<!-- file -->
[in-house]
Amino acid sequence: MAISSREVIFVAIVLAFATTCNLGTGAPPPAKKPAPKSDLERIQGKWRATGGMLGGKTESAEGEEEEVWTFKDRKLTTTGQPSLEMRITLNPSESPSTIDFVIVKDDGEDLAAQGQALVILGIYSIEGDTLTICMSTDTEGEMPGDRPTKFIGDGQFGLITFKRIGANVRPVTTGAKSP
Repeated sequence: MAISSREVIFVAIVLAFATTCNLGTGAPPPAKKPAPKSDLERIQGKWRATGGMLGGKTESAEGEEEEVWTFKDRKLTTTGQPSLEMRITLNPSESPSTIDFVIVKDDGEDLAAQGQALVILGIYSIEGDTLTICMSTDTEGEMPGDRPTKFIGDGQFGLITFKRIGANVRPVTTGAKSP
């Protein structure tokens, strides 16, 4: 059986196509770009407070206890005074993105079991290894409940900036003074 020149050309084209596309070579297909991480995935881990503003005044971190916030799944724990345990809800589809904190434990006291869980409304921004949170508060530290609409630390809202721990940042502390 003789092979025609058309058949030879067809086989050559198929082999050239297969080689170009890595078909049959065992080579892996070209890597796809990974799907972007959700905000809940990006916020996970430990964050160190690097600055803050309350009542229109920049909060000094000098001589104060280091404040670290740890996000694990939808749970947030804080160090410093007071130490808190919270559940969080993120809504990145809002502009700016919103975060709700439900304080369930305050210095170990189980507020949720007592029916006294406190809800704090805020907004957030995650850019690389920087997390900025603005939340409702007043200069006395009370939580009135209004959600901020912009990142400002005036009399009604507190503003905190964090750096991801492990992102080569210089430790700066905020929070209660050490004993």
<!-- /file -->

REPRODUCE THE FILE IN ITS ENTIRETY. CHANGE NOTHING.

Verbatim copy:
[in-house]
Amino acid sequence: MAISSREVIFVAIVLAFATTCNLGTGAPPPAKKPAPKSDLERIQGKWRATGGMLGGKTESAEGEEEEVWTFKDRKLTTTGQPSLEMRITLNPSESPSTIDFVIVKDDGEDLAAQGQALVILGIYSIEGDTLTICMSTDTEGEMPGDRPTKFIGDGQFGLITFKRIGANVRPVTTGAKSP
Repeated sequence: MAISSREVIFVAIVLAFATTCNLGTGAPPPAKKPAPKSDLERIQGKWRATGGMLGGKTESAEGEEEEVWTFKDRKLTTTGQPSLEMRITLNPSESPSTIDFVIVKDDGEDLAAQGQALVILGIYSIEGDTLTICMSTDTEGEMPGDRPTKFIGDGQFGLITFKRIGANVRPVTTGAKSP
């Protein structure tokens, strides 16, 4: 059986196509770009407070206890005074993105079991290894409940900036003074 020149050309084209596309070579297909991480995935881990503003005044971190916030799944724990345990809800589809904190434990006291869980409304921004949170508060530290609409630390809202721990940042502390 003789092979025609058309058949030879067809086989050559198929082999050239297969080689170009890595078909049959065992080579892996070209890597796809990974799907972007959700905000809940990006916020996970430990964050160190690097600055803050309350009542229109920049909060000094000098001589104060280091404040670290740890996000694990939808749970947030804080160090410093007071130490808190919270559940969080993120809504990145809002502009700016919103975060709700439900304080369930305050210095170990189980507020949720007592029916006294406190809800704090805020907004957030995650850019690389920087997390900025603005939340409702007043200069006395009370939580009135209004959600901020912009990142400002005036009399009604507190503003905190964090750096991801492990992102080569210089430790700066905020929070209660050490004993």